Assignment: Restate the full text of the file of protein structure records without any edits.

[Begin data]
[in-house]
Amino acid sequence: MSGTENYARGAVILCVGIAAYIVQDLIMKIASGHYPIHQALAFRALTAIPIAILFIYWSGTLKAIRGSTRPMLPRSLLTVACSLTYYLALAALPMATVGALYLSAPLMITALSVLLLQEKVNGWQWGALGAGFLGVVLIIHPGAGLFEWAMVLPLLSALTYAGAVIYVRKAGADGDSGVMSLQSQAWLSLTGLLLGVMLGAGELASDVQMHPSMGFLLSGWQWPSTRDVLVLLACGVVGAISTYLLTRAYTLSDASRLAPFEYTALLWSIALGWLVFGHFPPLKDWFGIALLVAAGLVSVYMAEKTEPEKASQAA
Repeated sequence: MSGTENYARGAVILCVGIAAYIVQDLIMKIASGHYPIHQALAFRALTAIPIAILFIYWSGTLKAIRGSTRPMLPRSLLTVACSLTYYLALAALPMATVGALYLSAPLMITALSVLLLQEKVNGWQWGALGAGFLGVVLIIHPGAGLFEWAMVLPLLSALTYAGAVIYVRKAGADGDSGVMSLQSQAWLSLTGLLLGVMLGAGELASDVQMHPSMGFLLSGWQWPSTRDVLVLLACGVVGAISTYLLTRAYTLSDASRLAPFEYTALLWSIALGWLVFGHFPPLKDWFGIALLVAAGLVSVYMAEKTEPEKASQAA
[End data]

[in-house]
Amino acid sequence: MSGTENYARGAVILCVGIAAYIVQDLIMKIASGHYPIHQALAFRALTAIPIAILFIYWSGTLKAIRGSTRPMLPRSLLTVACSLTYYLALAALPMATVGALYLSAPLMITALSVLLLQEKVNGWQWGALGAGFLGVVLIIHPGAGLFEWAMVLPLLSALTYAGAVIYVRKAGADGDSGVMSLQSQAWLSLTGLLLGVMLGAGELASDVQMHPSMGFLLSGWQWPSTRDVLVLLACGVVGAISTYLLTRAYTLSDASRLAPFEYTALLWSIALGWLVFGHFPPLKDWFGIALLVAAGLVSVYMAEKTEPEKASQAA
Repeated sequence: MSGTENYARGAVILCVGIAAYIVQDLIMKIASGHYPIHQALAFRALTAIPIAILFIYWSGTLKAIRGSTRPMLPRSLLTVACSLTYYLALAALPMATVGALYLSAPLMITALSVLLLQEKVNGWQWGALGAGFLGVVLIIHPGAGLFEWAMVLPLLSALTYAGAVIYVRKAGADGDSGVMSLQSQAWLSLTGLLLGVMLGAGELASDVQMHPSMGFLLSGWQWPSTRDVLVLLACGVVGAISTYLLTRAYTLSDASRLAPFEYTALLWSIALGWLVFGHFPPLKDWFGIALLVAAGLVSVYMAEKTEPEKASQAA